Let's be honest: ID cards aren't exactly the most exciting things around.
We know that most of the world doesn't share our ID-loving views. Not everyone geeks out over the subtle differences between CR-79 and CR80 cards, or knows the precise dimensions of a government-sized credential.
ID cards aren't meant to be thrilling or entertaining. They're meant to do a simple job, and to do it without much fanfare. However, if you're looking to do something different with your ID badging program at your office, school or factory, there are several things you can try to take your ID badges from bland to grand.
Whether you're a small office with a handful of employees or a larger group just looking to add some levity to the work day, these ideas will make your ID cards stand out from the crowd and put a smile on the face of coworkers at the same time.
Make your cards more than an afterthought.
Before we get into the list, it's important to note: these ideas won't work everywhere. In some places, like government offices, security facilities and hospitals, it's important for an employee badge to be treated seriously as a matter of safety or regulation.
Exercise good judgment in implementing these ideas, as it's better to have a "boring" ID program that works than one that's fun, but causes security headaches.
1. Let your employees design their own ID badges.
In many cases, employee badges are standardized to meet company branding requirements. The badges are designed with company colors, a specific logo and a certain kind of font. There's nothing wrong with that approach; in fact, it's inarguably the most popular way of choosing an ID card design. However, a generic ID badge that features no personalization isn't exactly going to be memorable for your employees. Instead, it's just another piece of plastic that they leave on the dresser by accident once a week.
To make the ID badge a more personal possession, consider letting your employees design their own ID badges. Options include:
- Choose background and font colors
- Choosing the location and size of the photo
- Choosing the kind of photo that's used
- Choosing the shape of the ID badge (custom shapes are possible with synthetic paper)
You can choose the aspects of the card on which you want your team to have input while keeping things in line with a set of ground rules ("no neon colors!") and branding requirements ("must have a company logo somewhere").
By letting your employees create their own ID badges, you're giving them a personal connection with the badge that you want them to carry on a daily basis. In the process, you're increasing the likelihood of them remembering the badge. It's a win-win!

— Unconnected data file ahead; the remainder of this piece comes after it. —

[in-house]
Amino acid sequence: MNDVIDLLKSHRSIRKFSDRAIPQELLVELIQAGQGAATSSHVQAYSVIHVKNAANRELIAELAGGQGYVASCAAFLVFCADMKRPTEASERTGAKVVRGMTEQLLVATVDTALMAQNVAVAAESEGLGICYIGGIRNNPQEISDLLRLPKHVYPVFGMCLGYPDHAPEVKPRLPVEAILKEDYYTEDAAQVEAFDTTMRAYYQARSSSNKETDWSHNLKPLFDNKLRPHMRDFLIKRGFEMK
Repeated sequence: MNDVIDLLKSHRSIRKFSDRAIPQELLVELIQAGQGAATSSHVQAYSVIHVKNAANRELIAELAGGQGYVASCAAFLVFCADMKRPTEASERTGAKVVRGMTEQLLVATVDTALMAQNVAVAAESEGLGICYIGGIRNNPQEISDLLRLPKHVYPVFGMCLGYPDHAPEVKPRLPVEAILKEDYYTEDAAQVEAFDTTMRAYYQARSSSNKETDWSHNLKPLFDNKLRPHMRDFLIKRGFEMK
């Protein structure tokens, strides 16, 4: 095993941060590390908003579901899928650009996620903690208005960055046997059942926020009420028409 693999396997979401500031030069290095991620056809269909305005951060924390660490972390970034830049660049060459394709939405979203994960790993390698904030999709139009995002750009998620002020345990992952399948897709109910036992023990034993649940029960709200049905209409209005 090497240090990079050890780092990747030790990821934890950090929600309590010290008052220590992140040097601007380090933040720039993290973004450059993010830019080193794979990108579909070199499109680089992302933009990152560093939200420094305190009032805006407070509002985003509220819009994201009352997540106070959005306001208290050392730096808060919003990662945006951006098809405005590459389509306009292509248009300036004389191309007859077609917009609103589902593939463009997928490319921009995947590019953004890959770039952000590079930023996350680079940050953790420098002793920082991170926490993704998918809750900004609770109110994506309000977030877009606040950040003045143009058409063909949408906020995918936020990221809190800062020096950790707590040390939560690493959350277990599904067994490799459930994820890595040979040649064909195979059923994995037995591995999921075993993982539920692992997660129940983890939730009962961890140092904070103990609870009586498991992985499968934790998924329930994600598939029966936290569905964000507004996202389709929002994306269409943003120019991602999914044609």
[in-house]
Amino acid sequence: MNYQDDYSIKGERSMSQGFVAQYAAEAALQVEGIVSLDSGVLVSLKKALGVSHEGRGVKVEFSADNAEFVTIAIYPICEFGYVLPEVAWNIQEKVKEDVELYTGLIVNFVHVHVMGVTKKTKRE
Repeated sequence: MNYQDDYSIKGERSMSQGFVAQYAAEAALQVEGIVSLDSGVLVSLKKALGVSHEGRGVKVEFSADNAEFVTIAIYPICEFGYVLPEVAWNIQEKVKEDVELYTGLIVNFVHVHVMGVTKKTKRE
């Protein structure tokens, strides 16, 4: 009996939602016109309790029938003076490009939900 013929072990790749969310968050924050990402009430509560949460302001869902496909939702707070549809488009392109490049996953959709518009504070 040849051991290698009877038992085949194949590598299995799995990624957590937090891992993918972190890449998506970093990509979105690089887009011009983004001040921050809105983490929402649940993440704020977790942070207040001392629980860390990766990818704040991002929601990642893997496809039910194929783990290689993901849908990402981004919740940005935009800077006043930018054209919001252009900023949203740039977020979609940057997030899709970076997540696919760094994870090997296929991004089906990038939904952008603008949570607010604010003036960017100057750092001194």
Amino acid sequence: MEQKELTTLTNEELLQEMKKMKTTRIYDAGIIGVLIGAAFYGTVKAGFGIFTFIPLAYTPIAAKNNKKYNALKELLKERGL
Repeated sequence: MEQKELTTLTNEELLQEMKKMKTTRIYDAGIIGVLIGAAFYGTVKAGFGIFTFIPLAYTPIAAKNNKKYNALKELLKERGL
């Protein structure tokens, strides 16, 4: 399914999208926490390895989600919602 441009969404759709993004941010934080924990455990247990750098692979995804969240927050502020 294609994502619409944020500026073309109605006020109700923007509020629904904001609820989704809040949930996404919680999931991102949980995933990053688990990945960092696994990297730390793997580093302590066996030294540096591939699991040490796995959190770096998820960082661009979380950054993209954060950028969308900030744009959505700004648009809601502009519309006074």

2. Use baby or childhood pictures instead of corporate headshots.
This one is perfect for those tight-knit offices where everyone knows one another and has no trouble putting a face to a name. Instead of using forced-looking headshots that always seem to look just a little bit off, encourage your employees to choose their own ID photo from their past. It can be whatever the employee chooses: a baby photo, an awkward class portrait from the 5th grade, a high school graduation photo...whatever your employee feels most comfortable with.
Everyone loves seeing what coworkers looked like in years gone by, and using those photos as an ID photo is a great way to encourage people to stop and chat with each other in the hallways, further fostering a sense of community. Dennis from Accounting with a mohawk? Cheryl from HR with bangs down past her eyebrows? Your general manager wearing braces and thick glasses? The possibilities (and laughs) are endless.
3. Let employees use their nicknames instead of given names.
Admittedly, this one may not fly in all workplaces and with all personnel. After all, it's not easy to have a serious meeting about company finances if the person sitting across from you is wearing an ID badge that says "Goon."
However, in a more casual setting, using a nickname can be a great way to add some humor and fun to the daily grind. You can compromise by ruling out any inappropriate or childish names, or by using the nickname in a smaller font alongside the employee's given name. Even allowing employees to use their more colloquial names (i.e. Bobby instead of Robert, Steve-o instead of Stephen) will allow your team to loosen up.
Nicknames often give a glimpse at one's personality, so using them can help foster a sense of camaraderie, encouraging employees to get to know one another better.
Looking to create new ID cards using one of the ideas above? We offer a full suite of ID badging supplies, from blank ID cards to ID card printers and printer supplies.